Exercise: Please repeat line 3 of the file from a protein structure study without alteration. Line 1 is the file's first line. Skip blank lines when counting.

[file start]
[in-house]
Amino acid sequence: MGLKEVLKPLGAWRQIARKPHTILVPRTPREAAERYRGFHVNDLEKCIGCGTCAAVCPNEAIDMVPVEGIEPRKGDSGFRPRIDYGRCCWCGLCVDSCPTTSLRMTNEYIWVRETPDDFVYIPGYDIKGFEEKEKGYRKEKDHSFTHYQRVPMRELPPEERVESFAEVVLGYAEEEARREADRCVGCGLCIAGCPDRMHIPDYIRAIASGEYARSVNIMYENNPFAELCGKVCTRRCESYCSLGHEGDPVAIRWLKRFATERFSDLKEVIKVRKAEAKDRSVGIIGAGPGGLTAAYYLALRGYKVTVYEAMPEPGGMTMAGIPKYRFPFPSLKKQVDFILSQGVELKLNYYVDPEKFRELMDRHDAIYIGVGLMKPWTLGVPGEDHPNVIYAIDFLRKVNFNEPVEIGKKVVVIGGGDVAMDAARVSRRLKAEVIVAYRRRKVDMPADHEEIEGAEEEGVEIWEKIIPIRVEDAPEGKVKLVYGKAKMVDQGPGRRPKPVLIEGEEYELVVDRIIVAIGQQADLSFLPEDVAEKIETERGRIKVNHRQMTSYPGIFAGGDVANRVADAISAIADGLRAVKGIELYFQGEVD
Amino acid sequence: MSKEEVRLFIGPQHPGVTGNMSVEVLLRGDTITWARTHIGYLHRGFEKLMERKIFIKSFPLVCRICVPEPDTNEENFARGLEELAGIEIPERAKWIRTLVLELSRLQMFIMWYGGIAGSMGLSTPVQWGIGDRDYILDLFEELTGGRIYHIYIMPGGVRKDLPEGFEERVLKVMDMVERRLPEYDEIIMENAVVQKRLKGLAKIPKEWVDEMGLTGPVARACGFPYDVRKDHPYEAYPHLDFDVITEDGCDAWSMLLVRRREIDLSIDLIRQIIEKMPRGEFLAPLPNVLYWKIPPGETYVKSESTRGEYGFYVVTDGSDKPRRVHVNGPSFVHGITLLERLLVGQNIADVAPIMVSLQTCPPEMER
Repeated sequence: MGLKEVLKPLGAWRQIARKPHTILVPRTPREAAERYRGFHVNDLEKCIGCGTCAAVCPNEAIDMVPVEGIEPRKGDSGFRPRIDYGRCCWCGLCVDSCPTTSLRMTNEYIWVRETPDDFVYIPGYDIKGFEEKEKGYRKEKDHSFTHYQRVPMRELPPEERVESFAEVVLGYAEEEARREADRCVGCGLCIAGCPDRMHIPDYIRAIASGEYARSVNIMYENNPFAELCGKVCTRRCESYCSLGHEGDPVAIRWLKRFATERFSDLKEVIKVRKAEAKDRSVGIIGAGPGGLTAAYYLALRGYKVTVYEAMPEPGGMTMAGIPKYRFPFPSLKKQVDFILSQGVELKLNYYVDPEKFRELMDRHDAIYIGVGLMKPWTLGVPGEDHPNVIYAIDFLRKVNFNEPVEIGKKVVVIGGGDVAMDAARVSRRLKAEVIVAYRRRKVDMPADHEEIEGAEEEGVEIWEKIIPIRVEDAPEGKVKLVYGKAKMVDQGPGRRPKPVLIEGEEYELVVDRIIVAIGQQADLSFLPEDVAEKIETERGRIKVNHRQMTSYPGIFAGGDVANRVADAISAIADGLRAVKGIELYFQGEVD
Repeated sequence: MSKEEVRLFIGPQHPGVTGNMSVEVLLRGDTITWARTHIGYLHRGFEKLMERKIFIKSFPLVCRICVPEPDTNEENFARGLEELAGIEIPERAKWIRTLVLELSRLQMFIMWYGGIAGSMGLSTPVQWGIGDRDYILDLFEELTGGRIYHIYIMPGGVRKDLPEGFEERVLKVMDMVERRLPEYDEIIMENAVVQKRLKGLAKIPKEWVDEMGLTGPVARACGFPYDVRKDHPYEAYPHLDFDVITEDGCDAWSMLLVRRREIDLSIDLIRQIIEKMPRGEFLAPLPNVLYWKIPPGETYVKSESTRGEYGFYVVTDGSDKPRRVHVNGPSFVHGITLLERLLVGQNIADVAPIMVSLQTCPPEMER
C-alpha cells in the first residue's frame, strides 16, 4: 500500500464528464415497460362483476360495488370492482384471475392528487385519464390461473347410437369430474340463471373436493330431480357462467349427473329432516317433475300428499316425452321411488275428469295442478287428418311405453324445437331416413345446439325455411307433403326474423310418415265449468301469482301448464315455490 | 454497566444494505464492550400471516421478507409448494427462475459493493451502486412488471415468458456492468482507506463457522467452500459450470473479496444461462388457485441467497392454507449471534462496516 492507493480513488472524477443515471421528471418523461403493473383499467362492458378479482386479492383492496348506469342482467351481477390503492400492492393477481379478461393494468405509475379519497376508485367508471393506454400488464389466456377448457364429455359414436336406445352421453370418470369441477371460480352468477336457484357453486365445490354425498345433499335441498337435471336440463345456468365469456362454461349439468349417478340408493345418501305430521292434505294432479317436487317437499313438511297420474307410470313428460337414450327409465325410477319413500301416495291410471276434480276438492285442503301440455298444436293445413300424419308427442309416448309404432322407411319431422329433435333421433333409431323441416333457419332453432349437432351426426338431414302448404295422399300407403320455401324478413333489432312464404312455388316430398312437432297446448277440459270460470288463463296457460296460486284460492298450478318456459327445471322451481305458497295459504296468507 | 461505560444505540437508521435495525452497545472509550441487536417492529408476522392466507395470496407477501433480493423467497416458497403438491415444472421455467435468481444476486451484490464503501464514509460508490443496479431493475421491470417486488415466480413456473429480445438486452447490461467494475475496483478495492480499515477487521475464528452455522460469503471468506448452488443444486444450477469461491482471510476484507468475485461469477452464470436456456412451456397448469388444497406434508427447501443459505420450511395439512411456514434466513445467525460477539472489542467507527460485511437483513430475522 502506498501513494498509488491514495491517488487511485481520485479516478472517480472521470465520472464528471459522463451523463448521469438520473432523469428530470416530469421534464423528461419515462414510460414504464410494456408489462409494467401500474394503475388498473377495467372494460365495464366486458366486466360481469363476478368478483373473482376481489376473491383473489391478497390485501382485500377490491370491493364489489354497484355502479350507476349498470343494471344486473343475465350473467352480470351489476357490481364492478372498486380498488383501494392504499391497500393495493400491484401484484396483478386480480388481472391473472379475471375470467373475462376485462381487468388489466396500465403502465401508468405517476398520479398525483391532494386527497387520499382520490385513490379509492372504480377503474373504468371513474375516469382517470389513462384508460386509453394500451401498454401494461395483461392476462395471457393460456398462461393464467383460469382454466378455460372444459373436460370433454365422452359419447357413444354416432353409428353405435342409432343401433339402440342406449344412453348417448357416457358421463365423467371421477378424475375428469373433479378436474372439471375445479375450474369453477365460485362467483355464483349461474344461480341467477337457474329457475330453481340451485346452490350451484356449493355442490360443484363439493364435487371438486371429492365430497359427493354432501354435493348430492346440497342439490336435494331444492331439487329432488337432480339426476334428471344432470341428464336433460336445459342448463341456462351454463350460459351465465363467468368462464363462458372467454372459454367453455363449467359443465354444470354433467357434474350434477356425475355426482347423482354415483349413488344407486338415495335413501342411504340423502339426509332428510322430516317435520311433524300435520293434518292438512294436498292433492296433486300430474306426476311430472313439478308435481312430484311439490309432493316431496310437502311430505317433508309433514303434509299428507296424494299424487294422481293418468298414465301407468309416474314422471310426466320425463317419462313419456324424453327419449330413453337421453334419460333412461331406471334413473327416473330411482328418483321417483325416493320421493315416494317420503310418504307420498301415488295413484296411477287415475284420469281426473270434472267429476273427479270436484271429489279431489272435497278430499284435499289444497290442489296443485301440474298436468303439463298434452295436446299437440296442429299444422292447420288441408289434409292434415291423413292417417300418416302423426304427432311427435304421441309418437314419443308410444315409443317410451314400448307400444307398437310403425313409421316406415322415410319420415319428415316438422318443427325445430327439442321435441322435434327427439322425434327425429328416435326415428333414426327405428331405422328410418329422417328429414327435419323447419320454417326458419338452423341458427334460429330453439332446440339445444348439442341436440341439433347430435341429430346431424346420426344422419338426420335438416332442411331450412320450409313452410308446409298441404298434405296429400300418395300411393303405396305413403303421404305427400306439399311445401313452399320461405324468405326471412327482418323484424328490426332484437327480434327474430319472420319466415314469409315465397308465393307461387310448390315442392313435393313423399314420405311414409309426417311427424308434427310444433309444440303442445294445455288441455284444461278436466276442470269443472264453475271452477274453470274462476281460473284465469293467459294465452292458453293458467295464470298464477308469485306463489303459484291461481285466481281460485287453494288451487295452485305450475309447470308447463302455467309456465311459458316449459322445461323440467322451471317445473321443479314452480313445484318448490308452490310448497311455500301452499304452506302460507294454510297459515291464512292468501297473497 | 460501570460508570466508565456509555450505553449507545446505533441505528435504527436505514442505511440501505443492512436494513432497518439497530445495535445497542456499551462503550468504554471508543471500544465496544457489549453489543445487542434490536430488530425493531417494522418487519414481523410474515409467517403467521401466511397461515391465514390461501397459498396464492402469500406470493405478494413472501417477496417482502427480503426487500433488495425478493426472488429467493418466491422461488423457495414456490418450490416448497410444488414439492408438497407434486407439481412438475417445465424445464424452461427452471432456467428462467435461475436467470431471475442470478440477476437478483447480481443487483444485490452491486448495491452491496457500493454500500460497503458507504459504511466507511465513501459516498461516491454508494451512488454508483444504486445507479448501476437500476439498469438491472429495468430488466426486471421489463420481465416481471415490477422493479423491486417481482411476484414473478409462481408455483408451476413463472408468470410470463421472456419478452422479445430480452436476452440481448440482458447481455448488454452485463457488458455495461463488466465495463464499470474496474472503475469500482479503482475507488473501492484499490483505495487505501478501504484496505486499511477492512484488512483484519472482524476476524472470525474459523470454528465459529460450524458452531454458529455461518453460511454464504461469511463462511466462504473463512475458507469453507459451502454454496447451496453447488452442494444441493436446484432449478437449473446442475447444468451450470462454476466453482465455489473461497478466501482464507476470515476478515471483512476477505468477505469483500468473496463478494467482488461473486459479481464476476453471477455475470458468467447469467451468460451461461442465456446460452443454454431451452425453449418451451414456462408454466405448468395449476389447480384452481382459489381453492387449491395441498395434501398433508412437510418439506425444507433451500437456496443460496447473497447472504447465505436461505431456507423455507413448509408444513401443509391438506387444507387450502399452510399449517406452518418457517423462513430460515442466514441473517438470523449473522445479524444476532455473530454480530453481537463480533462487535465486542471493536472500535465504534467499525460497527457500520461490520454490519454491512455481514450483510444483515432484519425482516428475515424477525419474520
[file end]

Amino acid sequence: MSKEEVRLFIGPQHPGVTGNMSVEVLLRGDTITWARTHIGYLHRGFEKLMERKIFIKSFPLVCRICVPEPDTNEENFARGLEELAGIEIPERAKWIRTLVLELSRLQMFIMWYGGIAGSMGLSTPVQWGIGDRDYILDLFEELTGGRIYHIYIMPGGVRKDLPEGFEERVLKVMDMVERRLPEYDEIIMENAVVQKRLKGLAKIPKEWVDEMGLTGPVARACGFPYDVRKDHPYEAYPHLDFDVITEDGCDAWSMLLVRRREIDLSIDLIRQIIEKMPRGEFLAPLPNVLYWKIPPGETYVKSESTRGEYGFYVVTDGSDKPRRVHVNGPSFVHGITLLERLLVGQNIADVAPIMVSLQTCPPEMER